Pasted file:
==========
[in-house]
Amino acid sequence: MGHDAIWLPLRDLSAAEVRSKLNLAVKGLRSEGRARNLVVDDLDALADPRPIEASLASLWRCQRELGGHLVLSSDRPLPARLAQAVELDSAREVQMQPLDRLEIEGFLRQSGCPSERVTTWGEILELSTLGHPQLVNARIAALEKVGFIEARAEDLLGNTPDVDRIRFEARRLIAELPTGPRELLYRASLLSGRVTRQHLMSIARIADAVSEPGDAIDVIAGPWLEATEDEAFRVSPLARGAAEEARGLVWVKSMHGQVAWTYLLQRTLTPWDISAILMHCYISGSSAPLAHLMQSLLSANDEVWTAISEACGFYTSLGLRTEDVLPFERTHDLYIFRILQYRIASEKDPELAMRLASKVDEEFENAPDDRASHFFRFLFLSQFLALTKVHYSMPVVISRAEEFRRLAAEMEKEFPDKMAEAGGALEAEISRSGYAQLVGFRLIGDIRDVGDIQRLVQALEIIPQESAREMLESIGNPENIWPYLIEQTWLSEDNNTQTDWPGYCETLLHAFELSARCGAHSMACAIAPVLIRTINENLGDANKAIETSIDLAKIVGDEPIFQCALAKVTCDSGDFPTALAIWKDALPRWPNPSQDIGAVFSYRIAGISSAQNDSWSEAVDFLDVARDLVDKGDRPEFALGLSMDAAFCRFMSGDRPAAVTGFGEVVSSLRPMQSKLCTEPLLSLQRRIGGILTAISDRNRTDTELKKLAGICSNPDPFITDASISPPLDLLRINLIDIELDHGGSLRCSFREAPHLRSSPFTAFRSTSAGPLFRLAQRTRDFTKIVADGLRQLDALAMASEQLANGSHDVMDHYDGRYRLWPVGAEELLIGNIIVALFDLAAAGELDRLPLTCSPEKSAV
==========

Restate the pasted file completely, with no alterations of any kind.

[in-house]
Amino acid sequence: MGHDAIWLPLRDLSAAEVRSKLNLAVKGLRSEGRARNLVVDDLDALADPRPIEASLASLWRCQRELGGHLVLSSDRPLPARLAQAVELDSAREVQMQPLDRLEIEGFLRQSGCPSERVTTWGEILELSTLGHPQLVNARIAALEKVGFIEARAEDLLGNTPDVDRIRFEARRLIAELPTGPRELLYRASLLSGRVTRQHLMSIARIADAVSEPGDAIDVIAGPWLEATEDEAFRVSPLARGAAEEARGLVWVKSMHGQVAWTYLLQRTLTPWDISAILMHCYISGSSAPLAHLMQSLLSANDEVWTAISEACGFYTSLGLRTEDVLPFERTHDLYIFRILQYRIASEKDPELAMRLASKVDEEFENAPDDRASHFFRFLFLSQFLALTKVHYSMPVVISRAEEFRRLAAEMEKEFPDKMAEAGGALEAEISRSGYAQLVGFRLIGDIRDVGDIQRLVQALEIIPQESAREMLESIGNPENIWPYLIEQTWLSEDNNTQTDWPGYCETLLHAFELSARCGAHSMACAIAPVLIRTINENLGDANKAIETSIDLAKIVGDEPIFQCALAKVTCDSGDFPTALAIWKDALPRWPNPSQDIGAVFSYRIAGISSAQNDSWSEAVDFLDVARDLVDKGDRPEFALGLSMDAAFCRFMSGDRPAAVTGFGEVVSSLRPMQSKLCTEPLLSLQRRIGGILTAISDRNRTDTELKKLAGICSNPDPFITDASISPPLDLLRINLIDIELDHGGSLRCSFREAPHLRSSPFTAFRSTSAGPLFRLAQRTRDFTKIVADGLRQLDALAMASEQLANGSHDVMDHYDGRYRLWPVGAEELLIGNIIVALFDLAAAGELDRLPLTCSPEKSAV